Cystic fibrosis (CF) is a hereditary, chronic disorder of the mucous and sweat glands, causing an uncontrollable production and buildup of thick mucus that can serve as a medium for bacterial growth, and in the gastrointestinal tract can lead to obstruction and malabsorption. When CF affects the respiratory tract, patients have difficulty with lung clearance. Constant inflammation leads to lung scarring (fibrosis) and eventual lung failure and collapse. The disease has proven to be debilitating and difficult to live with for most people, however, findings from Australian physicians are suggesting an unusual way to better manage this disease — surfing.
Doctors in Australia noticed that surfers with CF had significantly better lung function compared to other CF patients. They associated this observation with regular saltwater inhalation, which acts like saline instillation and helps rehydrate the airways. This natural saline therapy loosens accumulated, stubborn mucus and facilitates clearance. Years ago, this prompted the formulation of a hypertonic saline solution, which today is an essential component of CF patients’ daily regimen.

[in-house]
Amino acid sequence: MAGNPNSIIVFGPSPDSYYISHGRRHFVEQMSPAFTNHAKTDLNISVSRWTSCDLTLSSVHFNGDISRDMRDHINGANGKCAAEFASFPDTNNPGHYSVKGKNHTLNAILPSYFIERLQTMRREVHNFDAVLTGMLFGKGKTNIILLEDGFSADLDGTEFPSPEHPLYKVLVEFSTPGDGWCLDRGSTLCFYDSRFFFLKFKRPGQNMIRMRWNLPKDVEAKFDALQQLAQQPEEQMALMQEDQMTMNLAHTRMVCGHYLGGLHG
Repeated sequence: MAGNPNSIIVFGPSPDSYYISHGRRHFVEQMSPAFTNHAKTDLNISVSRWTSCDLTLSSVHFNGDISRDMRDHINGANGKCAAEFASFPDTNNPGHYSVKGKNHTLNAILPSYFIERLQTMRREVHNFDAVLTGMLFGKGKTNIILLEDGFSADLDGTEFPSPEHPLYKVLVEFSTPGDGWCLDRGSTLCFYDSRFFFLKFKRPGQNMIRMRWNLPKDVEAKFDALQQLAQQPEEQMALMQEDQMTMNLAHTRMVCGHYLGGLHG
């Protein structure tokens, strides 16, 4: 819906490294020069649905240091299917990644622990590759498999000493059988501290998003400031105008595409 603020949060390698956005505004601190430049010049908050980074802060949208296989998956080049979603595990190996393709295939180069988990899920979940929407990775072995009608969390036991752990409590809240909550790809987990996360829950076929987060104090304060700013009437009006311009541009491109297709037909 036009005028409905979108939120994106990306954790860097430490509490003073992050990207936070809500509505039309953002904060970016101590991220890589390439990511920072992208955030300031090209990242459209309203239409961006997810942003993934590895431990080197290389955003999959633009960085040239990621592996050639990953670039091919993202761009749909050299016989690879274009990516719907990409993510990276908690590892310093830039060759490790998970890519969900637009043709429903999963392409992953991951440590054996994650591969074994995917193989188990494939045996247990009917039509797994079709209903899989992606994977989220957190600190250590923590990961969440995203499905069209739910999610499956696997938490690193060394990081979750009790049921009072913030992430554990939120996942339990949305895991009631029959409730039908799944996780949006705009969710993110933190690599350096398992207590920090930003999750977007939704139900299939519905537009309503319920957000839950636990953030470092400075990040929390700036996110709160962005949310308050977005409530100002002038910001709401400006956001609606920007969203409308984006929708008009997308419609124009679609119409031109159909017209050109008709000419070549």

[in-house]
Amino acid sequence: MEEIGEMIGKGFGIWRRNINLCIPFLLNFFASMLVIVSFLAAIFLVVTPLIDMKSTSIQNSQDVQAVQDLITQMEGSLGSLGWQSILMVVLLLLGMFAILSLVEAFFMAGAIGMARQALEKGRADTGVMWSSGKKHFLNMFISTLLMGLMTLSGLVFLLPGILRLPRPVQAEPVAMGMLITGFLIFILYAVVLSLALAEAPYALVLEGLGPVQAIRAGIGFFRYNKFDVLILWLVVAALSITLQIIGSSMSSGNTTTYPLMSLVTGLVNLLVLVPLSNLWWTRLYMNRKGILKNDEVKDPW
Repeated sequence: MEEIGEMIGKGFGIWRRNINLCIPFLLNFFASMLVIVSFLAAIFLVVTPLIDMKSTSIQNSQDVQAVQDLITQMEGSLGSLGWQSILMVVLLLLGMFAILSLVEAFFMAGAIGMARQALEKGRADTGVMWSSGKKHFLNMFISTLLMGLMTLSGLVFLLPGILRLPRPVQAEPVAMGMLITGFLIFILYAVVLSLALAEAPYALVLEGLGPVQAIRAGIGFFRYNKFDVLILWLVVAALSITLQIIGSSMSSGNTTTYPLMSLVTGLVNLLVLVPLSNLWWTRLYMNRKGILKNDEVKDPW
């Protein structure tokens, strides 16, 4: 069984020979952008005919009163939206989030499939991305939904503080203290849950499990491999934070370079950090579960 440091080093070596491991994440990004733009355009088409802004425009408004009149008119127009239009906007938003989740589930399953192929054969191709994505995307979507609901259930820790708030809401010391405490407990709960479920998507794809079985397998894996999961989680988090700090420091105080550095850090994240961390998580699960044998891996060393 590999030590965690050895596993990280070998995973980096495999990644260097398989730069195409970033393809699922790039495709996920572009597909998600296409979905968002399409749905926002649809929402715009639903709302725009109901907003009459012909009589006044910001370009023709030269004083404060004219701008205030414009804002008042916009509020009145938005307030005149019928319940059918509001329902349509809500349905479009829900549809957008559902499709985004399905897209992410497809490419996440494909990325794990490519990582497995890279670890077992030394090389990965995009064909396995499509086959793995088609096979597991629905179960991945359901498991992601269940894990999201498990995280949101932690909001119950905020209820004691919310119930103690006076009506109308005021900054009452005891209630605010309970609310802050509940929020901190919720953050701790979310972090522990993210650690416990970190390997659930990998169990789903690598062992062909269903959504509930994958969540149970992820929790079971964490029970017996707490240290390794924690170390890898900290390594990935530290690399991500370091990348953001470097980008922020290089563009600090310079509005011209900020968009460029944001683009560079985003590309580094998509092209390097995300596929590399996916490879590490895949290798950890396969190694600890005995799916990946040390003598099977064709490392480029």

The Cystic Fibrosis Foundation calls it the “saltwater” treatment, and is urging more scientists to explore its risks and benefits for patients with CF, as well as other conditions that retard lung clearance such as ciliary dyskinesia. They established a chapter called “Pipeline to a Cure,” which aims to raise funds and awareness on this breakthrough approach to managing CF.
In Laguna Beach, California, the Mauli Ola (Hawaiian for “breath of life”) Foundation has taken on this method of treating CF by offering surfing lessons. The founders, Rob and Paulette Montelone, are parents of three children with CF. They have watched their children cope better with the disease through surfing, and are working toward making the activity a possibility for others. Some of their volunteer instructors are international surfing champions Josh Baxter, Kelly Slater, and Sunny Garcia. At present, the foundation has helped nearly 1,300 CF patients breathe better through an extremely fun activity for everyone.